Pls see after Jason's remark
  ----- Original Message ----- 
  From: Jason 
  To: Everything List 
  Sent: Monday, February 19, 2007 3:42 AM
  Subject: Re: Searles' Fundamental Error

  On Feb 18, 5:46 pm, "Stathis Papaioannou" <[EMAIL PROTECTED]> wrote:
  > On 2/18/07, Mark Peaty <[EMAIL PROTECTED]> wrote:
  > My main problem with Comp is that it needs several unprovable assumptions to
  > > be accepted.
  I believe that to say that some special substrate is needed for
  consciousness, be it chemical reactions or anything else, is
  subscribing to an epiphenominal view.  For example, there should be no
  difference in behavior between a brain that operates chemically and
  one which has its chemical reactions simulated on a computer; however
  if it is the chemicals themselves that are responsible for
  consciousness, this consciousness can have no effect on the brain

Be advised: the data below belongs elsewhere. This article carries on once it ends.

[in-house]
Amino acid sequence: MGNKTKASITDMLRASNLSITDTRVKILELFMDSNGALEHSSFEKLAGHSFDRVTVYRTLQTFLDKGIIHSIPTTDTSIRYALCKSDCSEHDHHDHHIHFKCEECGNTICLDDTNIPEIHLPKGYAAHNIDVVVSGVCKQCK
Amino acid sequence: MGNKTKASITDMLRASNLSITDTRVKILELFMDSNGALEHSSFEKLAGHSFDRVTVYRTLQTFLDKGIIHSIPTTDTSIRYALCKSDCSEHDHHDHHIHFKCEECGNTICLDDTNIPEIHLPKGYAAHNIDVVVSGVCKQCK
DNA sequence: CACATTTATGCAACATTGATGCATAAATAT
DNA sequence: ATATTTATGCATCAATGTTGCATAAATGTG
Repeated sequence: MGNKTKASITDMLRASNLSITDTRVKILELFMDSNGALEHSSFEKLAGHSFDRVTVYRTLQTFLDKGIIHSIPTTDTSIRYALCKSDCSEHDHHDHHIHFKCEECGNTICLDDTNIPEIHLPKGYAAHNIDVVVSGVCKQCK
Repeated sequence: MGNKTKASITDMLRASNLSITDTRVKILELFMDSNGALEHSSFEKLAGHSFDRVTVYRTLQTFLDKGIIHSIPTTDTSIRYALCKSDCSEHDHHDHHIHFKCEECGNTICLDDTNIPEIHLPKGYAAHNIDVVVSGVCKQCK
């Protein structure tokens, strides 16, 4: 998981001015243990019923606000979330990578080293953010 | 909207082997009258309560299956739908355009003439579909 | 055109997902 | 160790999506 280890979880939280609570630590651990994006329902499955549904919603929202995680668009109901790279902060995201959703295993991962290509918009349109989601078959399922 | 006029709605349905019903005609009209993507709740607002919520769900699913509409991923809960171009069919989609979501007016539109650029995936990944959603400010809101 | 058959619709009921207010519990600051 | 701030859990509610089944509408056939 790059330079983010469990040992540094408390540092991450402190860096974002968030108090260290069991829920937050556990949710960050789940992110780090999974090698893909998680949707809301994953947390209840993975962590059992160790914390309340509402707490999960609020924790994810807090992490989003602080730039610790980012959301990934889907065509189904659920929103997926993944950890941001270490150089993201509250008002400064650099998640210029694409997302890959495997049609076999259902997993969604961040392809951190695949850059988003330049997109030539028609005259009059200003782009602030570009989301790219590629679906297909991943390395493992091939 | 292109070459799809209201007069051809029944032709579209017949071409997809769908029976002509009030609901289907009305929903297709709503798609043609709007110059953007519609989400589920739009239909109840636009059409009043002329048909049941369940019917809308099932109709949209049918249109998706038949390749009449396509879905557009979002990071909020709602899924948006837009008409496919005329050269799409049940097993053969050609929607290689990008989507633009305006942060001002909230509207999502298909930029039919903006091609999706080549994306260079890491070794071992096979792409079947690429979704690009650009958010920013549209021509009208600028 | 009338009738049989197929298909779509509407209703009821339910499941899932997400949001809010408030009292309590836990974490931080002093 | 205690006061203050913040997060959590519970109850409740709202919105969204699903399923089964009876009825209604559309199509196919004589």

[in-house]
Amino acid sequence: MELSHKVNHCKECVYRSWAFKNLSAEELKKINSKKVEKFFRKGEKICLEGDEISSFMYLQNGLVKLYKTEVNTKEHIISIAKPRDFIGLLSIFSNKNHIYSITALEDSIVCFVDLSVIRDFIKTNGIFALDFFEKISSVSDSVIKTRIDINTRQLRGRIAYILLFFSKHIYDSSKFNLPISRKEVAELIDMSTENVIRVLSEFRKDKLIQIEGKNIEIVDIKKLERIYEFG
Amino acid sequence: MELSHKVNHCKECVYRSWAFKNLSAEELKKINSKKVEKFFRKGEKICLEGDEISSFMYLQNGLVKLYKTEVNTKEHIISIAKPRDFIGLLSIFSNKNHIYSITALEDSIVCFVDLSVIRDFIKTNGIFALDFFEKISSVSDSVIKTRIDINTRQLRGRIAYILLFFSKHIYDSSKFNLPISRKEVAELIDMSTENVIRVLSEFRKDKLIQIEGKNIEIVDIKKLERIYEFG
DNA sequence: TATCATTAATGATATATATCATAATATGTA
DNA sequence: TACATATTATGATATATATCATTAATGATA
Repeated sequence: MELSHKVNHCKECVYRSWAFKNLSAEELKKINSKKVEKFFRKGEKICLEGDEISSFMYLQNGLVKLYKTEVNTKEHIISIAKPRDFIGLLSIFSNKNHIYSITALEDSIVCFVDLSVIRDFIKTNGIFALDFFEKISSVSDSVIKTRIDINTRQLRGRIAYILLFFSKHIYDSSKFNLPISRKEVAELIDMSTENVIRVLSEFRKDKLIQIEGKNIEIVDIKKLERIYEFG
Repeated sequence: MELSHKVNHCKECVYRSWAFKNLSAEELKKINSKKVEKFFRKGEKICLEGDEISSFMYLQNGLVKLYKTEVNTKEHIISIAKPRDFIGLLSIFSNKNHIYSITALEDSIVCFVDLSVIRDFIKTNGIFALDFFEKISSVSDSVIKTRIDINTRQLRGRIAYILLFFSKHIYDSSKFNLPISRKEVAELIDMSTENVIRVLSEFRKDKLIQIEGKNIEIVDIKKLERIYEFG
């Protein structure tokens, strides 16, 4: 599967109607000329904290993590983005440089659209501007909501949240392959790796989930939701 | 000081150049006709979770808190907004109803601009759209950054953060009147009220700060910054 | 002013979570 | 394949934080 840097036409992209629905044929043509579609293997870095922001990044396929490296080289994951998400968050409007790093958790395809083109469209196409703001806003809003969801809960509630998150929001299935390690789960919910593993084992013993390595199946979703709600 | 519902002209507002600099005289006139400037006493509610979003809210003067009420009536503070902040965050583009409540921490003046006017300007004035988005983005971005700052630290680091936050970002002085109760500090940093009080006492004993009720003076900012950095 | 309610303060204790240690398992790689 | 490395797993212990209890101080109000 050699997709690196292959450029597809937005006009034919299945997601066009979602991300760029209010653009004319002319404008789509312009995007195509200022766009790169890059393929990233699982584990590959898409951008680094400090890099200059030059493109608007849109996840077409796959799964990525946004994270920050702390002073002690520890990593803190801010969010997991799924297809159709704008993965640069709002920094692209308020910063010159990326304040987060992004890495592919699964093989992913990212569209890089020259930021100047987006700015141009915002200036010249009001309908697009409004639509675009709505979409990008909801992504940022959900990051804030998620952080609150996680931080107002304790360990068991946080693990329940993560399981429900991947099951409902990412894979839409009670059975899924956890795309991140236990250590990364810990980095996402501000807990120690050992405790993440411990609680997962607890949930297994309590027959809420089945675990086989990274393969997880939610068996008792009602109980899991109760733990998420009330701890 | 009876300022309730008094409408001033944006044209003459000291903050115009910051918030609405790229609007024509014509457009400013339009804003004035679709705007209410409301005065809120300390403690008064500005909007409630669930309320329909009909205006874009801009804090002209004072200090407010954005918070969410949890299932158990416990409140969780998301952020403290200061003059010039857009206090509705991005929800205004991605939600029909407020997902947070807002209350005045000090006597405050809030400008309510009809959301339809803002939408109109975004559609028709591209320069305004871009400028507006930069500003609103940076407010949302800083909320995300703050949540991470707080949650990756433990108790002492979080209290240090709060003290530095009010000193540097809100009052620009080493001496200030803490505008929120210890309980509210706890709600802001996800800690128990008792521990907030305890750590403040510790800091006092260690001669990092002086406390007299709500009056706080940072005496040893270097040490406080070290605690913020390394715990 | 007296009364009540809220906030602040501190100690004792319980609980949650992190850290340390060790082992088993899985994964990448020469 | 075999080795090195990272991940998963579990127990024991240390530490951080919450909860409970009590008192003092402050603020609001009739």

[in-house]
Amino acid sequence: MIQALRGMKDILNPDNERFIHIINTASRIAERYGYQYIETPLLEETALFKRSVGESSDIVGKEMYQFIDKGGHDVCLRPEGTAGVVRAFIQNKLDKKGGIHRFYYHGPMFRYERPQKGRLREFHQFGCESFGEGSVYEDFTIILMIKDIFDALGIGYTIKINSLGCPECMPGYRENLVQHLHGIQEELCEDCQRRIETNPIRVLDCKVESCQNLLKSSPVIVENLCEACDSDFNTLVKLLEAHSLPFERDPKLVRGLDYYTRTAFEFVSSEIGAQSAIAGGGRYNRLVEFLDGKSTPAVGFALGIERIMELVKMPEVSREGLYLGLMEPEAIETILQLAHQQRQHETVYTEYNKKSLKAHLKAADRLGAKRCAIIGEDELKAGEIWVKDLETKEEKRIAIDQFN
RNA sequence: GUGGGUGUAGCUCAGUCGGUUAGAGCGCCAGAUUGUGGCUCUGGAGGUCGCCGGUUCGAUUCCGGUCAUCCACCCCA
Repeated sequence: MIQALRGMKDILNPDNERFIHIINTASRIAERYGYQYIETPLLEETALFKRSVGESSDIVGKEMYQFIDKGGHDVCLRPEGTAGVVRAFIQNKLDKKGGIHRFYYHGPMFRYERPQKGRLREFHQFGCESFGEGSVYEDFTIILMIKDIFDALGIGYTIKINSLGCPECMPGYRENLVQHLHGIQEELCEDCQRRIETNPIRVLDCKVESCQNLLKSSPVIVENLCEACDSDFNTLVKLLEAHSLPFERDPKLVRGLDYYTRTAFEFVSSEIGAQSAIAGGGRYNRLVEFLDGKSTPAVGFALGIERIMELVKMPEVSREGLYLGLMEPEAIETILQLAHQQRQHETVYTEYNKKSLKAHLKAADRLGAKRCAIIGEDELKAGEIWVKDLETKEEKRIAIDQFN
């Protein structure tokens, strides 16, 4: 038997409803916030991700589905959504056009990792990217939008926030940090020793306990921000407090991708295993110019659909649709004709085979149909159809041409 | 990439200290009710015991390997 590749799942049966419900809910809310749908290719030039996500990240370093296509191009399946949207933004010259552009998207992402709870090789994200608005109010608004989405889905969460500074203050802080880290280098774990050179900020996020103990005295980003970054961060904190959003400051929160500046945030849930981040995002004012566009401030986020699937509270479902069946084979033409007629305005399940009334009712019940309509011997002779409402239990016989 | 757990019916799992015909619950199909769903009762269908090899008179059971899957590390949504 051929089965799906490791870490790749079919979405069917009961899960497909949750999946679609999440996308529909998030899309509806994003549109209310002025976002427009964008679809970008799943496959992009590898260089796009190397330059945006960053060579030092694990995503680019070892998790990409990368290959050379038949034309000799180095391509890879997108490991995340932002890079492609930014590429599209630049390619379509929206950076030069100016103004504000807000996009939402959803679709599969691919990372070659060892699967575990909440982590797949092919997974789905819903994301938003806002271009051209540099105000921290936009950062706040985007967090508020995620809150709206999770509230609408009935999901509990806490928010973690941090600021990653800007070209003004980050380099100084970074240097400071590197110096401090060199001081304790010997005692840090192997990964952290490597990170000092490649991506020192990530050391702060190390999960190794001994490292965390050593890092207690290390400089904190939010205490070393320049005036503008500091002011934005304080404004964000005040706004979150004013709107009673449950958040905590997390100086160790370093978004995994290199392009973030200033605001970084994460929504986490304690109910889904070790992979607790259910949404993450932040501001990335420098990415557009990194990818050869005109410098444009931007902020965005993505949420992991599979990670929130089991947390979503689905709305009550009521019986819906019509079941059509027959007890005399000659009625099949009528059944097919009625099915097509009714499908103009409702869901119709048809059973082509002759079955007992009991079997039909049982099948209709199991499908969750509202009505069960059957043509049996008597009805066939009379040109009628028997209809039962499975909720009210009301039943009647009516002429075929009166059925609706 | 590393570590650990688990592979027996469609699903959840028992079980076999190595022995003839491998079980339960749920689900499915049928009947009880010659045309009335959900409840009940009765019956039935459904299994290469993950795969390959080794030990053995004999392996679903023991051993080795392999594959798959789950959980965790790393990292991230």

because the net result will be identical whether the brain is
  simulated or not.  To me, epiphenominalism is a logical contradiction,
  because if consciousness has no effect on the mind, we wouldn't wonder
  about the mind-body problem because the mystery of consciousness would
  have no way of communicating itself to the brain.  Therefore, I don't
  see how anything external to the functioning of the brain could be
  responsible for consciousness.

  I think you are in a limitation and draw conclusions from this limited model 
to beyond it.
  Whatever we can 'simulate' is from within the up-to-date knowledge base: our 
cognitive inventory. That is OK  - and the way how humanity developed over the 
eras of the epistemic enrichment since dawn. Topics are added and views change 
as we learn more. 
  We are not (yet?) at the end with omniscience.

  So our today's simulation is valid only to the extent of today's level of 
knowables. Nobody can include the yet unknown into a simulation. (see the 
remark of Stathis: "> You can't prove that a machine will be conscious in the 
same way you are.")

  If you insist of considering "the brain", it is OK with me (I go further in 
my views into  a total interconnection) but from even the brain you can include 
into your simulation only what was learnt about it to date. 
  The computer cannot go beyond it either.
   The brain does. 
  So our model-simulation is just that: a limited model.
  Are we ready for surprizes?

  John M

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